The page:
Two Nations in Your Womb: Perceptions of Jews and Christians in Late Antiquity and the Middle Ages

By Elukin, Jonathan | The Catholic Historical Review, January 2008 | Go to article overview
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Two Nations in Your Womb: Perceptions of Jews and Christians in Late Antiquity and the Middle Ages


Elukin, Jonathan, The Catholic Historical Review


Two Nations in Your Womb: Perceptions of Jews and Christians in Late Antiquity and the Middle Ages. By Israel Jacob Yuval. Translated by Barbara Horshav and Jonathan Chipman. (Berkeley: University of California Press. 2006. Pp. xxii, 313. $49.95.)

Yisrael Yuval's provocative study of the polemical interaction of Judaism and Christianity grows out of his determination to re-imagine the nature of medieval European Judaism. Yuval's book promises a lively exploration of Jewish-Christian interaction, but the book's structure and topics make it difficult to appreciate fully this polemical dynamic between two religious cultures. That Judaism was affected by other cultures does not really seem shocking, but Yuval is arguing against what had been, or what he imagined was, an entrenched traditional attempt to sanctify the uniqueness of Jewish history. Even if he has created something of a straw man with this dichotomy, his book would have been useful if it had elucidated ways in which this history of influence between the religions had functioned. Unfortunately, the book's structure makes it difficult to explore and appreciate fully this polemical dynamic between the two religious cultures.

First, Yuval confuses competition with influence. His discussion of how early Judaism used the image of Esau as a way of indicting Christianity certainly shows that Jews were aware of and perhaps even threatened by Christianity They were using the images of the biblical tradition to assert the primacy of Judaism as the true religion. It is not clear, however, how this polemical competition actually affected the internal evolution of Judaism. The threat of Christianity, particularly as it became an imperial religion, may have forced rabbinic culture to evolve as Seth Schwartz has recently argued. In this case, Jews were responding to the visible success of Christianity and its role in society rather than rhetorical images.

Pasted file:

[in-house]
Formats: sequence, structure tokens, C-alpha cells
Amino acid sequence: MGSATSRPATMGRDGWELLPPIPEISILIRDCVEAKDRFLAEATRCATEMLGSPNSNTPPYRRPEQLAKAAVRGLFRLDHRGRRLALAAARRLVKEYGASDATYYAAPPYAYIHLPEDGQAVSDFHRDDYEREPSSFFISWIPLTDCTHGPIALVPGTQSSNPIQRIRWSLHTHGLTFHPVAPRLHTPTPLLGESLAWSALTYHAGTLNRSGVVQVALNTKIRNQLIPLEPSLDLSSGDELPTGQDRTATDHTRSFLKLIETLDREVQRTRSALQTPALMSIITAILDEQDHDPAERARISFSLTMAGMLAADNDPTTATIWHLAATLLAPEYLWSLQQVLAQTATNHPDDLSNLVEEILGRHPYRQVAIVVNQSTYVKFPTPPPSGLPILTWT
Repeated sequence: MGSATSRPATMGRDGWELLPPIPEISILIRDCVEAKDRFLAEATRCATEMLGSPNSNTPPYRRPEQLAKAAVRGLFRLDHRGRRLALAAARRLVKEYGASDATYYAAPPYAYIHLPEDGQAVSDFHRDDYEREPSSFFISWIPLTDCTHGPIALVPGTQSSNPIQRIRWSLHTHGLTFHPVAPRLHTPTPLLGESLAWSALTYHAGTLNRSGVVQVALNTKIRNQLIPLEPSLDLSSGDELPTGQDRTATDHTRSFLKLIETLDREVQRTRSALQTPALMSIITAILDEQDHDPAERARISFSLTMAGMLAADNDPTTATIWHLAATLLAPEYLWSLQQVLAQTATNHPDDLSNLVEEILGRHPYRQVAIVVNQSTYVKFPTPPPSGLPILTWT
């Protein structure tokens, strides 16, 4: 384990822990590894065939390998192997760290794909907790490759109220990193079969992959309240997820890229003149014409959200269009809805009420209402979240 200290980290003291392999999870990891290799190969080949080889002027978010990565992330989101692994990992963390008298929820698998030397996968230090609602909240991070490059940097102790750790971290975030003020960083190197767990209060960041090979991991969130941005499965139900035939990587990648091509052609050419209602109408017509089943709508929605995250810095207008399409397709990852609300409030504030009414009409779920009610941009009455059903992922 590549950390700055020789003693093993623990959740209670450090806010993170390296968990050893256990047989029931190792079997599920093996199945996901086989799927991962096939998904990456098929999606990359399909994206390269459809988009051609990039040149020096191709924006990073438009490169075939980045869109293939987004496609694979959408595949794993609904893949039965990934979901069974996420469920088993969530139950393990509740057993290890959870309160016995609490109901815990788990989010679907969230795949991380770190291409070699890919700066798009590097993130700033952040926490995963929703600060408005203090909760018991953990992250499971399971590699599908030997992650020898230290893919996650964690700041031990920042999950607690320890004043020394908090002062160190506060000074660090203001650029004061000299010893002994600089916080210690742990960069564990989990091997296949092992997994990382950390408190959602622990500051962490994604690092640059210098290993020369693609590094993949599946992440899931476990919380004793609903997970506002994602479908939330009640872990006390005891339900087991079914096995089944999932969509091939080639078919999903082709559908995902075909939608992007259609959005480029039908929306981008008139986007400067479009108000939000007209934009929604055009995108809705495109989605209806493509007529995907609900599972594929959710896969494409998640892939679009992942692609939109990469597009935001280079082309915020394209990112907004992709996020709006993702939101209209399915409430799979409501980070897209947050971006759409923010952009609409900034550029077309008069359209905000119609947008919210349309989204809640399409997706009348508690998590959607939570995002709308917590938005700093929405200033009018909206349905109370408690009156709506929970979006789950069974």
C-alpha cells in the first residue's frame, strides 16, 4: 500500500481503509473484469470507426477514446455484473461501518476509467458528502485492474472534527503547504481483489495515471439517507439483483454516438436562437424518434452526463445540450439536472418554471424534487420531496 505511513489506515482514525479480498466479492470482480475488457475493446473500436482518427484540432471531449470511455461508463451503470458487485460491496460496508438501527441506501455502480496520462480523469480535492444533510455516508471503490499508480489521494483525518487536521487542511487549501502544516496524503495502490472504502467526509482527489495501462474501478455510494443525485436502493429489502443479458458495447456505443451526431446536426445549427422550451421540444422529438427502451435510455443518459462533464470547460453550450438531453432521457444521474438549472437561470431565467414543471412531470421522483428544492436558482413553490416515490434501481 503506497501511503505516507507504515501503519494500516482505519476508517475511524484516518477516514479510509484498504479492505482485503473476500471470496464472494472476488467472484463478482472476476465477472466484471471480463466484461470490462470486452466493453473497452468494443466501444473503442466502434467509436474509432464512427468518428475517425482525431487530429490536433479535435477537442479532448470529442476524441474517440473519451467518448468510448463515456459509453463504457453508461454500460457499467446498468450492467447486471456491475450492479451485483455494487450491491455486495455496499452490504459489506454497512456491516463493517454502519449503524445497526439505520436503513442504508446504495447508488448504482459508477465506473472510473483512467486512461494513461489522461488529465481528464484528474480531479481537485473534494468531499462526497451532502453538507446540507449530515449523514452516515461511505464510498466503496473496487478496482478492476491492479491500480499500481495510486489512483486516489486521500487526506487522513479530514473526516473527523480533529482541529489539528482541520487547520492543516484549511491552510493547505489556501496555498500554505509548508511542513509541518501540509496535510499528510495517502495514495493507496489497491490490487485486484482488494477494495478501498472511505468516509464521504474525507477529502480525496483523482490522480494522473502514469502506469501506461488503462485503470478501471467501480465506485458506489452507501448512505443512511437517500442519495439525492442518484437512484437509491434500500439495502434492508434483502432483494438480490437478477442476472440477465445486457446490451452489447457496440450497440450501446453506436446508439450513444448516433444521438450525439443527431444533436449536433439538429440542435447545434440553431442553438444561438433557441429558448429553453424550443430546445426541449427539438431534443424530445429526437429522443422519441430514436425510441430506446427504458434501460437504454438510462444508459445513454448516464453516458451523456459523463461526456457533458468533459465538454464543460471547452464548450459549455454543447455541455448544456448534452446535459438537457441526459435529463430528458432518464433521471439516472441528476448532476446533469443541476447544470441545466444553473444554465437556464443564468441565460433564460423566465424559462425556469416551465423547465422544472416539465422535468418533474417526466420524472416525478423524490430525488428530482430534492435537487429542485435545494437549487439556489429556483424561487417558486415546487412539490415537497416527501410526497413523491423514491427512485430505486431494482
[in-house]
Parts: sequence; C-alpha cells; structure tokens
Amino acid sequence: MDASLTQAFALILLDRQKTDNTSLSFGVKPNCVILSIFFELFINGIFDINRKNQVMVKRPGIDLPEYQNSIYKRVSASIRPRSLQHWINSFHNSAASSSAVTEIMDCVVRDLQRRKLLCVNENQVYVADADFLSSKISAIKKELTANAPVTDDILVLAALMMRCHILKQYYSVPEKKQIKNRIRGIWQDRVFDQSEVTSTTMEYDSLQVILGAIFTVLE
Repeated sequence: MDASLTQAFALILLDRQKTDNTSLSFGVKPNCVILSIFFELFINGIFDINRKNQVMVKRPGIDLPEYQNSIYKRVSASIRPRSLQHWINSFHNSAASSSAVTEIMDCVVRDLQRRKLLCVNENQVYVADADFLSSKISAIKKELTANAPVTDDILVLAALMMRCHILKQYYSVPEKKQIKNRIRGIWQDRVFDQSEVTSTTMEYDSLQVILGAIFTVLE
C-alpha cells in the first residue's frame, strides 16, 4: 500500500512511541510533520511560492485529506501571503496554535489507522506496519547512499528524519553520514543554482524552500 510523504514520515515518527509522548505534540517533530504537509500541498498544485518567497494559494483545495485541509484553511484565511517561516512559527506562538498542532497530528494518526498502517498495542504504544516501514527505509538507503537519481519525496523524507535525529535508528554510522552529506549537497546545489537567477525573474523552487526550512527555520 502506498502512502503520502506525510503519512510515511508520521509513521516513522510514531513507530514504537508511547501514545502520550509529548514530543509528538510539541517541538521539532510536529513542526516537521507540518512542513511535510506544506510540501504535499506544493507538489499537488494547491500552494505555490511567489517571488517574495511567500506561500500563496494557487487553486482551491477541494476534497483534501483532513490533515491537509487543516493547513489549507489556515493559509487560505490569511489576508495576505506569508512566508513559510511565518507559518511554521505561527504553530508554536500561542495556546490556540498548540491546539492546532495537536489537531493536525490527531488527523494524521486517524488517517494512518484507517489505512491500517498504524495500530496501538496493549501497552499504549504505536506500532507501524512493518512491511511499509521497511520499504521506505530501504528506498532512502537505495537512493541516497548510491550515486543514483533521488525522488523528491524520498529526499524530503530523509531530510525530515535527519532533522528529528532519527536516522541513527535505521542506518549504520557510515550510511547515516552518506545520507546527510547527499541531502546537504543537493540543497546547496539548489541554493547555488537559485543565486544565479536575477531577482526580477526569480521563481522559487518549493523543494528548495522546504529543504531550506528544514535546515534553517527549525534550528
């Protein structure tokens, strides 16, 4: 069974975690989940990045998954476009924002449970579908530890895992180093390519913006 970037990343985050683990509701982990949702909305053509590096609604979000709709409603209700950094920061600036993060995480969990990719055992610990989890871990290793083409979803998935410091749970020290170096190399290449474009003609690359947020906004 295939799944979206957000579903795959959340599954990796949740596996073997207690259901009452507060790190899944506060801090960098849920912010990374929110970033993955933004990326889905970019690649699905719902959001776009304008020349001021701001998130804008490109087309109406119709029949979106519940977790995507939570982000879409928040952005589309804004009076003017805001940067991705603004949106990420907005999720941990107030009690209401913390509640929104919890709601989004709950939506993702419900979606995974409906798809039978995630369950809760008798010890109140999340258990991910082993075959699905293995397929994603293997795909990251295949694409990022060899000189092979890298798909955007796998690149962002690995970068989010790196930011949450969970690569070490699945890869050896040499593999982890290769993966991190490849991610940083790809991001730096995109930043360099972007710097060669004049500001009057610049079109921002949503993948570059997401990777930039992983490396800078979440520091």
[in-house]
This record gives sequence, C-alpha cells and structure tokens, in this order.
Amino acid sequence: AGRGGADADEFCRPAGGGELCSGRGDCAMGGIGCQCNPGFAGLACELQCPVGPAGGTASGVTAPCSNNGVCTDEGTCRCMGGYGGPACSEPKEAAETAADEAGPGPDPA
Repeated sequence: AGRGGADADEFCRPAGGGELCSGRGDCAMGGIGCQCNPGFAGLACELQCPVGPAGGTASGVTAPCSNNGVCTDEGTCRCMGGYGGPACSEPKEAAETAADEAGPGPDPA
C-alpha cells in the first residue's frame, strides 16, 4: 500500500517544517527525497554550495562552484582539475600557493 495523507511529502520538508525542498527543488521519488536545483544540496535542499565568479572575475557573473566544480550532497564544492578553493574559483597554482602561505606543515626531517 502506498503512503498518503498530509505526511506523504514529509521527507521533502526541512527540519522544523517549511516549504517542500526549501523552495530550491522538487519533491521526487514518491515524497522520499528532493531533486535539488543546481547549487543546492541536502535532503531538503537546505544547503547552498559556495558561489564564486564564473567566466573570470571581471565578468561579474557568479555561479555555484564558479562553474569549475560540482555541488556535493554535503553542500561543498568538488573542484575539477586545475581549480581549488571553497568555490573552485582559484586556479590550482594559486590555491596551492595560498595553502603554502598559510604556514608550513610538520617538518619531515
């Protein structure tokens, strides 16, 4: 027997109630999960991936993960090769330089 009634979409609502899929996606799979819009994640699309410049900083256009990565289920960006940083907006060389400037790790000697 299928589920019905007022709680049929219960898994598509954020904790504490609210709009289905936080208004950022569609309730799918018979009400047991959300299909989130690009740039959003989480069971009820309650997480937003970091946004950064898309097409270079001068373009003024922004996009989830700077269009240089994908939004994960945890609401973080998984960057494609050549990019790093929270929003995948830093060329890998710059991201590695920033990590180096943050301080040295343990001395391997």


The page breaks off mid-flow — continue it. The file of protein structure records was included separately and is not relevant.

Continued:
It is frustrating that Yuval turns away from the issue of polemical exchange to discuss the nature of vengeance and redemption in Jewish liturgical material. I do not understand how this section helps him establish evidence of Christian influence on Judaism. That Jews could imagine that redemption depended on or at least involved vengeance over their enemies seems independent of a particularly Christian environment. (Yuval seems to suggest a parallel development of this idea of redemptive vengeance in Crusading theology, but there is no exploration of how, if at all, this idea traveled between Jewish and Christian culture.

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